was spent, you know, down by the river and all of that sort of stuff and it
was very free and very happy, actually. But as a teenager, you know, around
that time, in Wangaratta, it was very difficult.

GROSS: Did you have access, either in Wangaratta or in Melbourne, to the
movies and music and books that eventually meant a lot to you?

Mr. CAVE: Well, I did, you know. When I was nine or 10, we got "The Johnny
Cash Show," for example, in Australia. That was shown in Australia...

GROSS: Mm-hmm.

Mr. CAVE: ...on a weekly basis so I watched that, and that had a huge impact
on me. My brother, who was four years older, was very into music and listened
to a lot of kind of great music, and so I was very much influenced by what he
listened to. A lot of English progressive music, you know. So, you know, I
was around music a lot.

GROSS: What impact did Johnny Cash have on you?

Mr. CAVE: Well, I remember distinctly watching "The Johnny Cash Show" and my
ideas about what music could be changing. You know, the gears kind of shifted
and something happened with the whole chemistry. My whole chemistry kind of
changed watching that. There was something that I didn't really understand
then, I guess, but that was so kind of kind of edgy about that particular
show.

GROSS: And Johnny Cash himself, you know, in addition to his just incredibly
moving voice, he was able to sing both about the spiritual and do really
convincing murder ballads and revenge ballads.

Mr. CAVE: Yeah, I mean, the way I looked at him when I was young was that he
was an outlaw. You know, I'm talking about a young boy who was nine or 10
watching this kind of stuff, but it seemed like, that rock 'n' roll or music
could be an outlaw. Kind of thing that operated on the periphery of society
in some way. I've now since watched those shows on DVD actually, recently,
"The Johnny Cash Show"s, and they are actually--I mean, they're extraordinary.
It's all like that.

GROSS: So did Johnny Cash in a way help point the direction for you to music
that both had a really dark and a really spiritual component?

Mr. CAVE: Yeah, I think it--yeah, I think, absolutely. You know, I mean,
the records that I had before that were, that I bought, were the Herb Alpert
Tijuana Brass records, and I bought one of them and I went out and bought
another one so they were the first two records I ever bought.

GROSS: That's really funny, that's what...

Mr. CAVE: And then I kind of--and then I kind of...

GROSS: Yeah. Uh-huh.

Mr. CAVE: Yeah, but I didn't know--you know, I was in this country town and
there was something about that kind of music that I liked. But Johnny Cash
kind of changed all that.

GROSS: Nick Cave will be back in the second half of the show. His new CD
with his band The Bad Seeds is called "Dig!!! Lazarus Dig!!!"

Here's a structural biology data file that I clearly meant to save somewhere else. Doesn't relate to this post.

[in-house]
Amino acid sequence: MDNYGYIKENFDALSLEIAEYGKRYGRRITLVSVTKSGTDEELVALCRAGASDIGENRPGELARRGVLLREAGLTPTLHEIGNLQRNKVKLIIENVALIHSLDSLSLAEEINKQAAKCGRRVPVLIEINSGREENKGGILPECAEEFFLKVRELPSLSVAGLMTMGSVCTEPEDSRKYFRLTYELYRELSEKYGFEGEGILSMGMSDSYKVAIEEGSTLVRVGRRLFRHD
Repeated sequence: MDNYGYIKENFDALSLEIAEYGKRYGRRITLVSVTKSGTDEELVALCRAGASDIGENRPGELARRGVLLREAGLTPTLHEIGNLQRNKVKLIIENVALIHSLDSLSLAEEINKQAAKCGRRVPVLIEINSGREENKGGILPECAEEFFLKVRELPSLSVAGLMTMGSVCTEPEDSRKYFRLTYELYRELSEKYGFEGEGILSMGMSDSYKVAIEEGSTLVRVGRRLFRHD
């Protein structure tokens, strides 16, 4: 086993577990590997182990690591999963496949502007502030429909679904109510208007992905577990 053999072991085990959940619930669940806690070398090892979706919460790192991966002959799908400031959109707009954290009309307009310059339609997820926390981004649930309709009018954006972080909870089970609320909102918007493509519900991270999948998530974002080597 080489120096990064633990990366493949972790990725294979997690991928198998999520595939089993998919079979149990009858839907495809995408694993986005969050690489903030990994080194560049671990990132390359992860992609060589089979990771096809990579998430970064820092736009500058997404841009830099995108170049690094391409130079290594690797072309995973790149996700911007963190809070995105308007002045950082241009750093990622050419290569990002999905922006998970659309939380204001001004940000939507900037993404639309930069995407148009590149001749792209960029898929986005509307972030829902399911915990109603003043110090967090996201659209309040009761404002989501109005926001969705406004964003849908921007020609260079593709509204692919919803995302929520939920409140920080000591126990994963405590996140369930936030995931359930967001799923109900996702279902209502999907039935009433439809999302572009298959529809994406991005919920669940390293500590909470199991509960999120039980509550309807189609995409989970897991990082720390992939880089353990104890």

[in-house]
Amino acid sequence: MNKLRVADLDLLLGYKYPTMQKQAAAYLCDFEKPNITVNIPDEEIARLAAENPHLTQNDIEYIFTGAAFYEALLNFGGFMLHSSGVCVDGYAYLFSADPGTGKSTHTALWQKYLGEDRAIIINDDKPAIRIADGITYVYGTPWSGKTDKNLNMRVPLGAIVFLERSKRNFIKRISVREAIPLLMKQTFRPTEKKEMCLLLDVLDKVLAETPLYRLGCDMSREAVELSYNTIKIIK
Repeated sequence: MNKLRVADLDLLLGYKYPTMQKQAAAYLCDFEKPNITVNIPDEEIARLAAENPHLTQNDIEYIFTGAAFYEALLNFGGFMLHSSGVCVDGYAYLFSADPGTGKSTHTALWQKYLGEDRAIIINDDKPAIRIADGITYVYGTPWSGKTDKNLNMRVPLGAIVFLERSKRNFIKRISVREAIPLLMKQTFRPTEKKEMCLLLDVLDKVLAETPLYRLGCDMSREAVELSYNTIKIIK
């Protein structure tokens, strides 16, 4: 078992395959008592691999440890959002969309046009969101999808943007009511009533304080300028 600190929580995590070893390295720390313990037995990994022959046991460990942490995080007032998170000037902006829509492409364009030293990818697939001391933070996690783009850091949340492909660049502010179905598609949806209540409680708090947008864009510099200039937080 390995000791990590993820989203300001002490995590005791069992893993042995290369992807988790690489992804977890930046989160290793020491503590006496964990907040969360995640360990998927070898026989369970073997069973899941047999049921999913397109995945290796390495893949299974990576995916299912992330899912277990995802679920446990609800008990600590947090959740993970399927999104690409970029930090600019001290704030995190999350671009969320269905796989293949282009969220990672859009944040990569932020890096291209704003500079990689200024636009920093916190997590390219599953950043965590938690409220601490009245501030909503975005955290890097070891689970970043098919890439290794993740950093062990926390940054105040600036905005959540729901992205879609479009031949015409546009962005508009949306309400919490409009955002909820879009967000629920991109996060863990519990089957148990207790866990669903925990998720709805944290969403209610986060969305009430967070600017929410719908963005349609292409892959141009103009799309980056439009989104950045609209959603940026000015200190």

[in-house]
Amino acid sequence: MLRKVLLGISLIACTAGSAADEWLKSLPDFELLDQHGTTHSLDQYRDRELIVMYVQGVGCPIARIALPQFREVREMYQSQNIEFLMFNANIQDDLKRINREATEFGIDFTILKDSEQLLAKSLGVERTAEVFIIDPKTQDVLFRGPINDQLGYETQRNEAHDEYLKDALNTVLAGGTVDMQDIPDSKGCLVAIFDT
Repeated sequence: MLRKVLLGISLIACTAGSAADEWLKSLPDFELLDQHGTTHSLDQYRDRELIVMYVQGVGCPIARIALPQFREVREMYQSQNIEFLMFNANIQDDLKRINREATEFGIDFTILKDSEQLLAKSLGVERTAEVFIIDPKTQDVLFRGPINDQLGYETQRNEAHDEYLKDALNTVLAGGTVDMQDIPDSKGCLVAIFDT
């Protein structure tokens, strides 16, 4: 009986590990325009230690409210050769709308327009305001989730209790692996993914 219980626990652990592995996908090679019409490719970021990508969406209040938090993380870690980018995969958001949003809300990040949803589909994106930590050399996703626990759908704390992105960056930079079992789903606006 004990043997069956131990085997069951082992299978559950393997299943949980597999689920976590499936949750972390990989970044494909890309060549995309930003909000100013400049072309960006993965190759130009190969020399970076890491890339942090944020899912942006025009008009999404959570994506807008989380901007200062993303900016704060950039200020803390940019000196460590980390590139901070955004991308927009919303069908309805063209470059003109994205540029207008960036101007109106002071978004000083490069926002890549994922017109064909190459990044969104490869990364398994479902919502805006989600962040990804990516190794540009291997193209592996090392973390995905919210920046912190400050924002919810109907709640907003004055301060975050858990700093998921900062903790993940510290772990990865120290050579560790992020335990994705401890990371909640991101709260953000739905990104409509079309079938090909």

(Announcements)

GROSS: This is FRESH AIR. I'm Terry Gross back with songwriter and singer
Nick Cave. He has a new album with his band The Bad Seeds. He writes dark,
literary songs, many of which have been inspired by stories in the Old and New
Testaments. In spite of the title of his new album, "Dig!!! Lazarus Dig!!!"
Cave describes it as the least biblical of his recent CDs. His music is
sometimes intentionally discordant, especially when he plays with his other
band, Grinderman.

Here's another side of him. He's featured on piano and vocals on this track
from his 1997 CD "The Boatman's Call."

(Soundbite of "Into My Arms")

Mr. CAVE: (Singing) I don't believe in an interventionist god
But I know, darling, that you do
But if I did, I would kneel down and ask him
Not to intervene when it came to you
Oh, not to touch a hair on your head
But leave you as you are
If he felt he had to direct you,
Then direct you into my arms

Into my arms, oh, Lord
Into my arms, oh, Lord

(End of soundbite)

GROSS: We were talking before about how, you know, you grew up in Australia
in a small rural town, ended up having real problems where you were sent to a
boarding school. You had been in the church choir and then ended up, of
course, in a band. When you started performing, did you create a stage
persona for yourself? Did you kind of re-fashion yourself to be Nick Cave the
performer?

Mr. CAVE: No, I don't think I did that consciously, but the thing about
performing, for me, I feel very much that I can be that person I always wanted
to be and there's something that's still very much about that to me. When I
go onstage and I'm involved in the music and I hear the band playing and lose
myself in the songs, I do lose myself and go to some other place, and it's,
and I feel that I become someone different. I don't think that it's a persona
so much as I'm kind of lifted up to be the kind of person that I'd always
wanted to be.

GROSS: And who is that person compared to the person you think you are?

Mr. CAVE: Well, it's kind of Godlike, you know. It's not that ordinary
person. And you go offstage and then suddenly you're that ordinary person
again, you know. I mean, I remember that from as far back as I can remember,